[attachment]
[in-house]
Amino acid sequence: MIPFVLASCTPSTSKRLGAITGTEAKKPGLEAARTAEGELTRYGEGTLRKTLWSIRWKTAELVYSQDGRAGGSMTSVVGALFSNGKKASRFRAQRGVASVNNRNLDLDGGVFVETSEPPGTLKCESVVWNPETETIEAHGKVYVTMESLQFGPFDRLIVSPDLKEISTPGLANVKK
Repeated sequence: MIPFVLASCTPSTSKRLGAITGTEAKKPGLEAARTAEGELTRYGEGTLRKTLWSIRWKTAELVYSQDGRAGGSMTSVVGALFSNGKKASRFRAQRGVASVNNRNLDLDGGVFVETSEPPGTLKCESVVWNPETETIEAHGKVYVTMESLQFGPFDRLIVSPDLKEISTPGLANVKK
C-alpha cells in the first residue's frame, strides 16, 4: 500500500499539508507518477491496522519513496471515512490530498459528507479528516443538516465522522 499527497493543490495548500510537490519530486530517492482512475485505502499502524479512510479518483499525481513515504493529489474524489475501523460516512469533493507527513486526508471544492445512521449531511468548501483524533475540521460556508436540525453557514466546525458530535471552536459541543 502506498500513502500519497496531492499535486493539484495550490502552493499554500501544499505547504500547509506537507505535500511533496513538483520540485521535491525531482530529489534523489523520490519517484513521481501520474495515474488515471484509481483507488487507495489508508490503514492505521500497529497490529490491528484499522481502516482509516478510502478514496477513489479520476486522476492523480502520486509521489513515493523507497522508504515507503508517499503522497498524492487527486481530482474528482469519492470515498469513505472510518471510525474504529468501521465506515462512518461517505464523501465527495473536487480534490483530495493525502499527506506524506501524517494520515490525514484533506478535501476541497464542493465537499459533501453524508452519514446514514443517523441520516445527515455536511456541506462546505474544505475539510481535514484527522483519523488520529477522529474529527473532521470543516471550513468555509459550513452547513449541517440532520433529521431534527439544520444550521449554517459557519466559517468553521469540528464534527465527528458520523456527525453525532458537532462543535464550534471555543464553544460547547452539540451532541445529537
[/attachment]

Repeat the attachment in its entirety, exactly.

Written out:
[in-house]
Amino acid sequence: MIPFVLASCTPSTSKRLGAITGTEAKKPGLEAARTAEGELTRYGEGTLRKTLWSIRWKTAELVYSQDGRAGGSMTSVVGALFSNGKKASRFRAQRGVASVNNRNLDLDGGVFVETSEPPGTLKCESVVWNPETETIEAHGKVYVTMESLQFGPFDRLIVSPDLKEISTPGLANVKK
Repeated sequence: MIPFVLASCTPSTSKRLGAITGTEAKKPGLEAARTAEGELTRYGEGTLRKTLWSIRWKTAELVYSQDGRAGGSMTSVVGALFSNGKKASRFRAQRGVASVNNRNLDLDGGVFVETSEPPGTLKCESVVWNPETETIEAHGKVYVTMESLQFGPFDRLIVSPDLKEISTPGLANVKK
C-alpha cells in the first residue's frame, strides 16, 4: 500500500499539508507518477491496522519513496471515512490530498459528507479528516443538516465522522 499527497493543490495548500510537490519530486530517492482512475485505502499502524479512510479518483499525481513515504493529489474524489475501523460516512469533493507527513486526508471544492445512521449531511468548501483524533475540521460556508436540525453557514466546525458530535471552536459541543 502506498500513502500519497496531492499535486493539484495550490502552493499554500501544499505547504500547509506537507505535500511533496513538483520540485521535491525531482530529489534523489523520490519517484513521481501520474495515474488515471484509481483507488487507495489508508490503514492505521500497529497490529490491528484499522481502516482509516478510502478514496477513489479520476486522476492523480502520486509521489513515493523507497522508504515507503508517499503522497498524492487527486481530482474528482469519492470515498469513505472510518471510525474504529468501521465506515462512518461517505464523501465527495473536487480534490483530495493525502499527506506524506501524517494520515490525514484533506478535501476541497464542493465537499459533501453524508452519514446514514443517523441520516445527515455536511456541506462546505474544505475539510481535514484527522483519523488520529477522529474529527473532521470543516471550513468555509459550513452547513449541517440532520433529521431534527439544520444550521449554517459557519466559517468553521469540528464534527465527528458520523456527525453525532458537532462543535464550534471555543464553544460547547452539540451532541445529537